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Journal of Chemical Ecology

, Volume 8, Issue 9, pp 1167–1181 | Cite as

Nerol: An alarm substance of the stingless bee,Trigona fulviventris (Hymenoptera: Apidae)

  • L. K. Johnson
  • D. F. Wiemer
Article

Abstract

Bees of the genusTrigona and subgenusTrigona possess volatile materials in their mandibular glands, used as alarm substances and as marking pheromones. Heads of workers ofTrigona fulviventris were analyzed by gas chromatography-mass spectrometry. The two major volatile components were nerol (∼ 50%), and octyl caproate (∼ 20%). Relative to other substances tested at a Costa Rican nest, treatments containing 20 μg of nerol attractedT. fulviventris, depressed numbers of bees leaving the nest by about 50%, and elicited wing vibration and biting. The responses were similar to those obtained with the contents of one worker head. Attraction and biting were also seen in response to captures of colony members by assassin bugs (Apiomerus pictipes) outside a nest entrance; one bee responded in about 15% of the captures. This alarm behavior, although weak, is of interest since it was thought thatT. fulviventris was unusual for its subgenus in its lack of nest defense behaviors.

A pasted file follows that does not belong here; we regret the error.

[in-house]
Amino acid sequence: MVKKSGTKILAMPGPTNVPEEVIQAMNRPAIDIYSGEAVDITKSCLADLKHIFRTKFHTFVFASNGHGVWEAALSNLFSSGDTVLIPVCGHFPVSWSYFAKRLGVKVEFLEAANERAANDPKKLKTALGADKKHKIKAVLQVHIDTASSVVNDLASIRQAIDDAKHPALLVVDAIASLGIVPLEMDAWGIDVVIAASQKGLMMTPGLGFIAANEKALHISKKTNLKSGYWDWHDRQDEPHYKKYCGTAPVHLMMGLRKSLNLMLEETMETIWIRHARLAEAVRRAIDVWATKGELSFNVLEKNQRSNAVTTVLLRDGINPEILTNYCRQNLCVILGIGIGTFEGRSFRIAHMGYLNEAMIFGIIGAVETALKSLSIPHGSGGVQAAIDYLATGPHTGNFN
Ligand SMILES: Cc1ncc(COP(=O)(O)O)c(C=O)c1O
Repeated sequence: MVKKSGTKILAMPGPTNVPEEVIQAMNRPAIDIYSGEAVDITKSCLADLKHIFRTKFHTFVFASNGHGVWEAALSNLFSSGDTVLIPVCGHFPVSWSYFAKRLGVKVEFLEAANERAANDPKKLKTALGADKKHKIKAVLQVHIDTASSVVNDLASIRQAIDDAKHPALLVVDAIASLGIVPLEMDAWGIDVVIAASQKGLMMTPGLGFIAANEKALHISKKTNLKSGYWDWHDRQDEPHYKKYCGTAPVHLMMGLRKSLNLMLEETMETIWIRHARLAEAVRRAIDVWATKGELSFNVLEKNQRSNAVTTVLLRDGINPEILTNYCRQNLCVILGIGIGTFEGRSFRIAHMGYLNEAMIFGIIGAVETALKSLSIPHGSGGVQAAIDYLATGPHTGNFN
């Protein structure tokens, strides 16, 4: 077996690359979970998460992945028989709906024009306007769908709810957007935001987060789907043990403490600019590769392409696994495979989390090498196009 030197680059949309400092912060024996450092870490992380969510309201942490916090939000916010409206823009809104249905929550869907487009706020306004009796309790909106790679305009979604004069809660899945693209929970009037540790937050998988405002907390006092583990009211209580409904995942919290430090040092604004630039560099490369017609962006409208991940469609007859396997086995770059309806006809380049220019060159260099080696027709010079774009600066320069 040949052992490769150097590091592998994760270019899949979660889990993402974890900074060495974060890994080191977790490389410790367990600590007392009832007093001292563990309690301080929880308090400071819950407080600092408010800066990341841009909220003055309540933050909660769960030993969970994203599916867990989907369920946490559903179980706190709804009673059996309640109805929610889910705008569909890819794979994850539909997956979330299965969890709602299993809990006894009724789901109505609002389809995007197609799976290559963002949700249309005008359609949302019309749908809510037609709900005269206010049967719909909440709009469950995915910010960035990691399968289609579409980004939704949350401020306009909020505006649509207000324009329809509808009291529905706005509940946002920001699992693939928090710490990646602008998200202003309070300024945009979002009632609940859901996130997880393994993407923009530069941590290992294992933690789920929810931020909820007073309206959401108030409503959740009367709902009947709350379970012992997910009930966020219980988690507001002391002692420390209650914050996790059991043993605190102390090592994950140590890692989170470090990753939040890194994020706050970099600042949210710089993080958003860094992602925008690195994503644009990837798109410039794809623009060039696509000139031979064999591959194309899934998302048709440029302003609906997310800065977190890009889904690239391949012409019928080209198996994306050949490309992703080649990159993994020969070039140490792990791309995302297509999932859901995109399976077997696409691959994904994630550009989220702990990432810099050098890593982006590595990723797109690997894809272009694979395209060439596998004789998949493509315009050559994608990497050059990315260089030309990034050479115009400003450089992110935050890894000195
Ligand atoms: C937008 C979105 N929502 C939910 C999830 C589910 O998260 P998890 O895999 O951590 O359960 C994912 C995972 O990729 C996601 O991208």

Key words

Alarm substance nest defense nerol mandibular gland Hymenoptera Apidae Meliponinae stingless bees Trigona fulviventris Apiomerus pictipes Hemiptera Reduviidae 

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Copyright information

© Plenum Publishing Corporation 1982

Authors and Affiliations

  • L. K. Johnson
    • 1
  • D. F. Wiemer
    • 2
  1. 1.Department of ZoologyThe University of IowaIowa City
  2. 2.Department of ChemistryThe University of IowaIowa City

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